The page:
11. The flyback converter of claim 1 wherein the secondary control circuit is coupled to control an output current and an output voltage of the flyback converter with a drive signal coupled to the switched element.
12. The flyback converter of claim 1 wherein the secondary control circuit is coupled to cause the switched element to reduce a current from the second winding during a portion of an off time of the primary switch to force the current in the third winding.
13. A method to regulate an output of a flyback converter, comprising:
switching a switching element coupled to a second winding of a coupled inductor coupled to an output of the power converter in response to a difference between an actual output value and a desired output value;
forcing current through a third winding of the coupled inductor in response to the switching of the switching element; and
switching a primary switch coupled to a first winding of the coupled inductor in response to the forced current to regulate the output of the flyback converter.
14. The method of claim 13 further wherein the switching of the switching element comprises switching the switching element to have a first impedance or a second impedance, wherein the first and second impedances are not equal.
15. A method of claim 13 further wherein the switching of the switching element reducing a current from the second winding during a portion of an off time of the primary switch to force the current though the third winding.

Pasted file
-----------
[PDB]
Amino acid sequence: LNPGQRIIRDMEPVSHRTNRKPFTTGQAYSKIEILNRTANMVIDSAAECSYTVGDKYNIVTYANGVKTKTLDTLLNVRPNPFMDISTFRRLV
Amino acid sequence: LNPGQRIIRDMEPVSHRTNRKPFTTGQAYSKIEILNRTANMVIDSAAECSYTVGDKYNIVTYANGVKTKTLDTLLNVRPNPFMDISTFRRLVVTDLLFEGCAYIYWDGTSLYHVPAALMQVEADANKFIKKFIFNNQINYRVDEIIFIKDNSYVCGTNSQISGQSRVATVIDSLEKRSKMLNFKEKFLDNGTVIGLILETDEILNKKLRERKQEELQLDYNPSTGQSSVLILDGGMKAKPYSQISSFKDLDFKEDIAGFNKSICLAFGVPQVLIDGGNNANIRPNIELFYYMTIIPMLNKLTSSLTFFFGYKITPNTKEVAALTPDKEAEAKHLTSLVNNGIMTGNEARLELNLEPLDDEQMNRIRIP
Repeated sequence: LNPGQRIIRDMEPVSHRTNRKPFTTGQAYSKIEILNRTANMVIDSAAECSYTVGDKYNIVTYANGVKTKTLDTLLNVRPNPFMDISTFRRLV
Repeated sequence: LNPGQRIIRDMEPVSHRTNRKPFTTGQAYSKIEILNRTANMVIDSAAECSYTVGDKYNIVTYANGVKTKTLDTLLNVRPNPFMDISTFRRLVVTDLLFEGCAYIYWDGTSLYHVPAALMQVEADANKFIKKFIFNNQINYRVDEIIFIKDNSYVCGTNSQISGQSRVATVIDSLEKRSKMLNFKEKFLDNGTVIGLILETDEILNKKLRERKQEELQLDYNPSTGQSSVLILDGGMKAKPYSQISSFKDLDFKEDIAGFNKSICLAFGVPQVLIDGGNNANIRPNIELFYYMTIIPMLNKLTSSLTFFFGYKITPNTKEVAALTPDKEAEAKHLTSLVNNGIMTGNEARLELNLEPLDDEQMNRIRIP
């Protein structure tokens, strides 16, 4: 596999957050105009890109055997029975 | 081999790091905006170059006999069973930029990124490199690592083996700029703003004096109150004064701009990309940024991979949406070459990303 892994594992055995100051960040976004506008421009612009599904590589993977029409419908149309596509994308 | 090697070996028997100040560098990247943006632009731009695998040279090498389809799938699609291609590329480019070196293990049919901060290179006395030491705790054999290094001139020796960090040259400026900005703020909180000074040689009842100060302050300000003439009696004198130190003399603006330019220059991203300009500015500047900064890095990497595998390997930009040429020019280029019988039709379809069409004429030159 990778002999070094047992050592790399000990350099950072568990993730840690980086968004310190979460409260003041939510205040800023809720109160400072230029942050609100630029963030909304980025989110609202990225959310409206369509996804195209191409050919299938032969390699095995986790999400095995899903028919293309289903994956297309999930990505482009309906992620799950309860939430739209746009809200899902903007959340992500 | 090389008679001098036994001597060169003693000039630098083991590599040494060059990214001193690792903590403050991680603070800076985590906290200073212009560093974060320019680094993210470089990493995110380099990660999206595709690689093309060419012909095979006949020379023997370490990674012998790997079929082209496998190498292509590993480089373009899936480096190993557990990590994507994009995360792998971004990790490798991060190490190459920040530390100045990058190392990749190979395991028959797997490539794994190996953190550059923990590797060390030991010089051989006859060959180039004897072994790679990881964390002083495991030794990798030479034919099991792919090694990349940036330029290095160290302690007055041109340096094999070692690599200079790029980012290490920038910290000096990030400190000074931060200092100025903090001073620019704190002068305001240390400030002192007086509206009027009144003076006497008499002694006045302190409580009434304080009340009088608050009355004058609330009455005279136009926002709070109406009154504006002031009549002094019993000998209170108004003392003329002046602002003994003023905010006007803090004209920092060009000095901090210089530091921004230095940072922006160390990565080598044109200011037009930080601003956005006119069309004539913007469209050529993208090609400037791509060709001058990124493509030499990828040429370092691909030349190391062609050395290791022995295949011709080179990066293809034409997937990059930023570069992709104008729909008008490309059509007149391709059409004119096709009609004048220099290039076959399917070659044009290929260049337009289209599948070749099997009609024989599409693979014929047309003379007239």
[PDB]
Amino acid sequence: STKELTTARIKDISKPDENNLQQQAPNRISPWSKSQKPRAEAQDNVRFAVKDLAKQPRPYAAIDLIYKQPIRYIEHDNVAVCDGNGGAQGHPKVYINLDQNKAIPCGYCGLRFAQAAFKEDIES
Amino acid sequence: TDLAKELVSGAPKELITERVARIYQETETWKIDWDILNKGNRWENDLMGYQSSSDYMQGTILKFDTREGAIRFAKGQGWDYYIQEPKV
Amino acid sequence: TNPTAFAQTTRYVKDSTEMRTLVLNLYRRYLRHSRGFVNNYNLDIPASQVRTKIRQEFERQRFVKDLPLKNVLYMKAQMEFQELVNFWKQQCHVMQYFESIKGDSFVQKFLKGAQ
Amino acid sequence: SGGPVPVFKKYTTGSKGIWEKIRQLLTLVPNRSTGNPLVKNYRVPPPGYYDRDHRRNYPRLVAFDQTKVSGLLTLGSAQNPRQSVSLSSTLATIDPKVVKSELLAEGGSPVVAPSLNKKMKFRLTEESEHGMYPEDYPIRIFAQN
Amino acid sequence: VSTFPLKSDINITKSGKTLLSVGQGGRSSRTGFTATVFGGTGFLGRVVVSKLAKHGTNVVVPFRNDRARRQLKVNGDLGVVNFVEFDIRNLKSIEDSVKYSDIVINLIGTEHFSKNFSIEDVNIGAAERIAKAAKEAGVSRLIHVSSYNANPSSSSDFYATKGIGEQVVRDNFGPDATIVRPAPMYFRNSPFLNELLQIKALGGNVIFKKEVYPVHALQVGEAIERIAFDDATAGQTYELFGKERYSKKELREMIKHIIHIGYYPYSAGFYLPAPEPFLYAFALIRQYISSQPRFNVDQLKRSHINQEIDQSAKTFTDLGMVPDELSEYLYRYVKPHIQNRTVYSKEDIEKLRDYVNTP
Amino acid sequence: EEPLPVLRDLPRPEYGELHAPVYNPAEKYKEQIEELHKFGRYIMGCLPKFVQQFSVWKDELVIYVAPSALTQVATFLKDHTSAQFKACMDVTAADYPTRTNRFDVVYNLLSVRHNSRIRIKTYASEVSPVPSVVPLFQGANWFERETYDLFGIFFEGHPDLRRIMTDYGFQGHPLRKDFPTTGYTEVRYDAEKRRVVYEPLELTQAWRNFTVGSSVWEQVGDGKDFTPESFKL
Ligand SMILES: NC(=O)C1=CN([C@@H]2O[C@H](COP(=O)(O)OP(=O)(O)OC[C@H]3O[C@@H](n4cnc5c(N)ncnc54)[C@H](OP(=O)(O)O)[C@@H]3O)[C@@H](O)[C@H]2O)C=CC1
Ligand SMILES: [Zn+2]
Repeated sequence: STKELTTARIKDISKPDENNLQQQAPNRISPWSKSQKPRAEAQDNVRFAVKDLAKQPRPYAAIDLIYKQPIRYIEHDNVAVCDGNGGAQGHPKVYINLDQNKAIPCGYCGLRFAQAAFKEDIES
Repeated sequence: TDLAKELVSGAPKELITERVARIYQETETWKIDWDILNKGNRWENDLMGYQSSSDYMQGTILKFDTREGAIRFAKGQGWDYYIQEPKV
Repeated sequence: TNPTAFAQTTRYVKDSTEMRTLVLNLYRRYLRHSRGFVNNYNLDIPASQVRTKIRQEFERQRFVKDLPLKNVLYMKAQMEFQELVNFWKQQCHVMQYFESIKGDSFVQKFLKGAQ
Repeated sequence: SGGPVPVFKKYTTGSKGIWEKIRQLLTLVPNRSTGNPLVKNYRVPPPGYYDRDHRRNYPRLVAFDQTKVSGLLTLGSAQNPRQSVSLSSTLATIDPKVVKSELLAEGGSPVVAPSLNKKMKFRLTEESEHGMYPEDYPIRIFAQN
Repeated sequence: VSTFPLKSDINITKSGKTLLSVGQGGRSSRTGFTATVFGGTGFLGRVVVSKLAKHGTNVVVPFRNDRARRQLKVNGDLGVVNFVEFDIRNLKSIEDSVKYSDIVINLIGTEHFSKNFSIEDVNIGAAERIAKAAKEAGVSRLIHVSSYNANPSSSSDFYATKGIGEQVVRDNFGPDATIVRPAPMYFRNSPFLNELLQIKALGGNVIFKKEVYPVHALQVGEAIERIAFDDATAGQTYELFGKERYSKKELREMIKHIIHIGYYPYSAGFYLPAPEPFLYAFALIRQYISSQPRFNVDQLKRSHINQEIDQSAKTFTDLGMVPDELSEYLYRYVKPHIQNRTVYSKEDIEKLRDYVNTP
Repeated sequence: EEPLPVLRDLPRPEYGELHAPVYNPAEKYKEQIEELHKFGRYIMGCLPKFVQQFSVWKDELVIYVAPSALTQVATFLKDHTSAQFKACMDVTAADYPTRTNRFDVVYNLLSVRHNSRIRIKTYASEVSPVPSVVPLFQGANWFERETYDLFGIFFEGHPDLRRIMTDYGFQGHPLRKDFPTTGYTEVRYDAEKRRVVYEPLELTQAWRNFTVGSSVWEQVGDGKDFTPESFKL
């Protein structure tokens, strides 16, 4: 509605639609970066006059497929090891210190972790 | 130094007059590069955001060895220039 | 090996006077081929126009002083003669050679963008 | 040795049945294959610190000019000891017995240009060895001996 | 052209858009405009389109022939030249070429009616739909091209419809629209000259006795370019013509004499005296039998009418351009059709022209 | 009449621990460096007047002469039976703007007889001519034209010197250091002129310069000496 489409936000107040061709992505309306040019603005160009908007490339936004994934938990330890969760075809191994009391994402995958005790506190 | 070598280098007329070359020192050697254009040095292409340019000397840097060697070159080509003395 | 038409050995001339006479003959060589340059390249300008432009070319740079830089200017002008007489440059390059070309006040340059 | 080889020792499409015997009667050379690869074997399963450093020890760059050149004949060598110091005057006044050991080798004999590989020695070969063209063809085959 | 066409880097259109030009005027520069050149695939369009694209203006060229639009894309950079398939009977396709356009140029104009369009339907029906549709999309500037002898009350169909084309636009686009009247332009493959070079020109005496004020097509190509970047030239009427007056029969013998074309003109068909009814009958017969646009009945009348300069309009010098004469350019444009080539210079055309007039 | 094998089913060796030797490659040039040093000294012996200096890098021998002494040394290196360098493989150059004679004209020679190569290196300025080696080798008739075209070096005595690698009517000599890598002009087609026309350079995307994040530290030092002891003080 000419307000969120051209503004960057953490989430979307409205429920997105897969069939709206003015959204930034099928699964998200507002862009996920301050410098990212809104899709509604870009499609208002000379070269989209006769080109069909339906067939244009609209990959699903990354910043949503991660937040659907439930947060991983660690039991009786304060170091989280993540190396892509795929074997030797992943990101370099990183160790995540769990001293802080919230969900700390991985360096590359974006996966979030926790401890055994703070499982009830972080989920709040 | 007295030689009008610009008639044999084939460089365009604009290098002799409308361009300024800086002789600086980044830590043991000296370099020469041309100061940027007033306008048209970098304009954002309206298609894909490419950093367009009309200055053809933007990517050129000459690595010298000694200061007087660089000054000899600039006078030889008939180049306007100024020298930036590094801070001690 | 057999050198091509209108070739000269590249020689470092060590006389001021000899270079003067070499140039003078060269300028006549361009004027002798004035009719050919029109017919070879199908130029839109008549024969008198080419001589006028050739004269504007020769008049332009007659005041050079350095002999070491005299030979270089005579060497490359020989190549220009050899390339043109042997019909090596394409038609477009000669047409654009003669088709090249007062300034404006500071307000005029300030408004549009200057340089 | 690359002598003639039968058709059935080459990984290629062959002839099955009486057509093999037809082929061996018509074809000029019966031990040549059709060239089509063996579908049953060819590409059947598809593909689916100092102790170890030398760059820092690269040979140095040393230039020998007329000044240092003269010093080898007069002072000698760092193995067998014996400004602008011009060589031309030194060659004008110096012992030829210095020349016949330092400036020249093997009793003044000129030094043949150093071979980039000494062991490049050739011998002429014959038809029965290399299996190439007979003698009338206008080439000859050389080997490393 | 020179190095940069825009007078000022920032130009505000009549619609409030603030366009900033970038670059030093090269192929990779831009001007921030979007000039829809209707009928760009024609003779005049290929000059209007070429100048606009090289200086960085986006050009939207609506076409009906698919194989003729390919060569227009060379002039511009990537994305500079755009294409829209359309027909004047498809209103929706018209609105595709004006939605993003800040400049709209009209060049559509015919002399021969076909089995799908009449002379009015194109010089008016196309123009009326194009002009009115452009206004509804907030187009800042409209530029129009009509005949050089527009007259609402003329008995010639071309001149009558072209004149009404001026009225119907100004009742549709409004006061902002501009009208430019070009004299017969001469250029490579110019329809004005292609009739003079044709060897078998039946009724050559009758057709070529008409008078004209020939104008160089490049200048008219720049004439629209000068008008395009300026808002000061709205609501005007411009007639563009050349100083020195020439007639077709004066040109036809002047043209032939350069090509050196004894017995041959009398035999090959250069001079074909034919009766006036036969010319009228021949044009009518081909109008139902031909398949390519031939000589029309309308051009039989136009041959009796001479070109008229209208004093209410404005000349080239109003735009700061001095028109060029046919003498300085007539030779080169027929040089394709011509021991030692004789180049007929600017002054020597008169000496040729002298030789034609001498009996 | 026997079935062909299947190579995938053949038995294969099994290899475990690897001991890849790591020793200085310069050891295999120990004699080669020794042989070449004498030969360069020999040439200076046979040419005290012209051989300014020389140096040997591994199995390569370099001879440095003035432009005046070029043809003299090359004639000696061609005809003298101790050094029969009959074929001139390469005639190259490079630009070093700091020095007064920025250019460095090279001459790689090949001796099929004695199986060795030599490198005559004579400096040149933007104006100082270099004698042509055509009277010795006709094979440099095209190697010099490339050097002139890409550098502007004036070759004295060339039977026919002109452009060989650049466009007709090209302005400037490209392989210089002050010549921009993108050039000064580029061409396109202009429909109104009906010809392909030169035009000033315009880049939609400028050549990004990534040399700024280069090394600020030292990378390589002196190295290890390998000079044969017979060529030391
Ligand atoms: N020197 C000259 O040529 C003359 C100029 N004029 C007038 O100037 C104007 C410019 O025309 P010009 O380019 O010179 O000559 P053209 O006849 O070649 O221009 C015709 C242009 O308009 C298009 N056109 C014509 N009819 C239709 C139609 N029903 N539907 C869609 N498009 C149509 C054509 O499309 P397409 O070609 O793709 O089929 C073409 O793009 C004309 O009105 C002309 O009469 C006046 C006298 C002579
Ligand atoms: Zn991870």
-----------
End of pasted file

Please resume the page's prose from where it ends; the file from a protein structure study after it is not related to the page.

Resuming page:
16. A method of claim 13 further wherein the switching of the primary switch coupled to the first winding of the coupled inductor in response to the forced current to regulate the output of the flyback converter comprises extracting an error signal from the forced current, wherein the switching of the primary switch is in response to the error signal.
17. A method of claim 13 further wherein the switching of the switching element coupled to the second winding of the coupled inductor coupled to the output of the power converter in response to the difference between the actual output value and the desired output value comprises comparing a difference between the actual output value of the power converter and a reference voltage.
18. A method of claim 13 further wherein the switching of the switching element coupled to the second winding of the coupled inductor coupled to the output of the power converter in response to the difference between the actual output value and the desired output value comprises comparing a difference between the actual output value of the power converter and an internal reference voltage of a shunt regulator.
19. A method of claim 13 wherein the second winding of the coupled inductor is galvanically isolated from the first and third windings.
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JP2009288725A JP5618532B2 (en) 2008-12-22 2009-12-21 Methods of modulating flyback converter, and the output of the flyback converter